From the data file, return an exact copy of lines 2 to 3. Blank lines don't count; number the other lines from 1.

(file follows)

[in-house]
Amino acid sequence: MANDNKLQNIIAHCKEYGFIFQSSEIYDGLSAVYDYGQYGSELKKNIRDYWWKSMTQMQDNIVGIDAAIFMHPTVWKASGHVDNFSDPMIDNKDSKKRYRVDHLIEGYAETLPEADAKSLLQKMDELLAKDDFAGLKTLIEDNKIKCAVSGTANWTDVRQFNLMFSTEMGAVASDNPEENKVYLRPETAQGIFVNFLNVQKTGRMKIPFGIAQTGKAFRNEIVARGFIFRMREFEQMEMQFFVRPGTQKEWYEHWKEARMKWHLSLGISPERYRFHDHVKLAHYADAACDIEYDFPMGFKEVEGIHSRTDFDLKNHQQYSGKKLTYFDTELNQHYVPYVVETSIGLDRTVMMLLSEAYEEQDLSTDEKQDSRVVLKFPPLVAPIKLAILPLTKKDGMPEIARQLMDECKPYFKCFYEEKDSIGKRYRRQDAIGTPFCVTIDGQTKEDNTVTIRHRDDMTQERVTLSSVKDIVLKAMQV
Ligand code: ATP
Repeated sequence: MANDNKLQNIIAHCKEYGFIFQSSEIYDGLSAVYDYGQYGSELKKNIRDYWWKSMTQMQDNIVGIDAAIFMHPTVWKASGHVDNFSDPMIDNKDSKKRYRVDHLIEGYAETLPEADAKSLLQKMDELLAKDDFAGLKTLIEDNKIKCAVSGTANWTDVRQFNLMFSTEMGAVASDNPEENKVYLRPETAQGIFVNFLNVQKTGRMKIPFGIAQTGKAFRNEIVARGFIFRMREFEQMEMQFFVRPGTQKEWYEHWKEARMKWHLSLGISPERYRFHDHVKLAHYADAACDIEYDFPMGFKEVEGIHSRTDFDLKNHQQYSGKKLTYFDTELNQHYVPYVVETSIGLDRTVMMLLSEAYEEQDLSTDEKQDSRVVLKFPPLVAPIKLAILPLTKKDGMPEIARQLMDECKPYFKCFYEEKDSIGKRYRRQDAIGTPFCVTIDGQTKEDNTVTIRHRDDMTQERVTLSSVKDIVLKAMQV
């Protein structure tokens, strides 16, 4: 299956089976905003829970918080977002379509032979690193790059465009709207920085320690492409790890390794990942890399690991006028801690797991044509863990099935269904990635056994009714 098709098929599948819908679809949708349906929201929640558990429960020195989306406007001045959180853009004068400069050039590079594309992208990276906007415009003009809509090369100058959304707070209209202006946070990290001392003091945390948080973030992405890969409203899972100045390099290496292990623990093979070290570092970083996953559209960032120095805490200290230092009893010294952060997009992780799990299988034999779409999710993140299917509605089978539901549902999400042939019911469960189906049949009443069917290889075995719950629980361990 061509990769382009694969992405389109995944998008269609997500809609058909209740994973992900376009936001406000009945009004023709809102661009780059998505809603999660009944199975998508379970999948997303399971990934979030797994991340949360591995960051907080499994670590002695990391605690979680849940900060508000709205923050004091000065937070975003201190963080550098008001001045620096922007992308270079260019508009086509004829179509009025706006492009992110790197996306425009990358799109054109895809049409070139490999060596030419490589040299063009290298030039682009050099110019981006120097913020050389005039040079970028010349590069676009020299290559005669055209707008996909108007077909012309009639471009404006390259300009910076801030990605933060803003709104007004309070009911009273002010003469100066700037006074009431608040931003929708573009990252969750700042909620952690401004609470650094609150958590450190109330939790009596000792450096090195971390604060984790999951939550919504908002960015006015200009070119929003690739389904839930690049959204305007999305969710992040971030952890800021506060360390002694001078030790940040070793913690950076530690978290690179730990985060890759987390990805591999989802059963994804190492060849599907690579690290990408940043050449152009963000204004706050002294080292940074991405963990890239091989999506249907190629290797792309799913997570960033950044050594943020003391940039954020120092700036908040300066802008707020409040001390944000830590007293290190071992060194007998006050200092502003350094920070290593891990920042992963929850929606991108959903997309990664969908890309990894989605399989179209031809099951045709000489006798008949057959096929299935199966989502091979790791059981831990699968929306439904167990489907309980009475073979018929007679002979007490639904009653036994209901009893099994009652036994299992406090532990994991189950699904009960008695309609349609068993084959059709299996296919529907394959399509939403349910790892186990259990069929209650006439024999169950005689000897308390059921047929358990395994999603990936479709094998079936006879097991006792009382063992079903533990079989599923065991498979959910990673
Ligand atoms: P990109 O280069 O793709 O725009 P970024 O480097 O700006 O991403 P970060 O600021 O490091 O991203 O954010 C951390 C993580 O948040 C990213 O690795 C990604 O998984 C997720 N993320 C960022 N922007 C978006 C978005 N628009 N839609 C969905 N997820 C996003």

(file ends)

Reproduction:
Amino acid sequence: MANDNKLQNIIAHCKEYGFIFQSSEIYDGLSAVYDYGQYGSELKKNIRDYWWKSMTQMQDNIVGIDAAIFMHPTVWKASGHVDNFSDPMIDNKDSKKRYRVDHLIEGYAETLPEADAKSLLQKMDELLAKDDFAGLKTLIEDNKIKCAVSGTANWTDVRQFNLMFSTEMGAVASDNPEENKVYLRPETAQGIFVNFLNVQKTGRMKIPFGIAQTGKAFRNEIVARGFIFRMREFEQMEMQFFVRPGTQKEWYEHWKEARMKWHLSLGISPERYRFHDHVKLAHYADAACDIEYDFPMGFKEVEGIHSRTDFDLKNHQQYSGKKLTYFDTELNQHYVPYVVETSIGLDRTVMMLLSEAYEEQDLSTDEKQDSRVVLKFPPLVAPIKLAILPLTKKDGMPEIARQLMDECKPYFKCFYEEKDSIGKRYRRQDAIGTPFCVTIDGQTKEDNTVTIRHRDDMTQERVTLSSVKDIVLKAMQV
Ligand code: ATP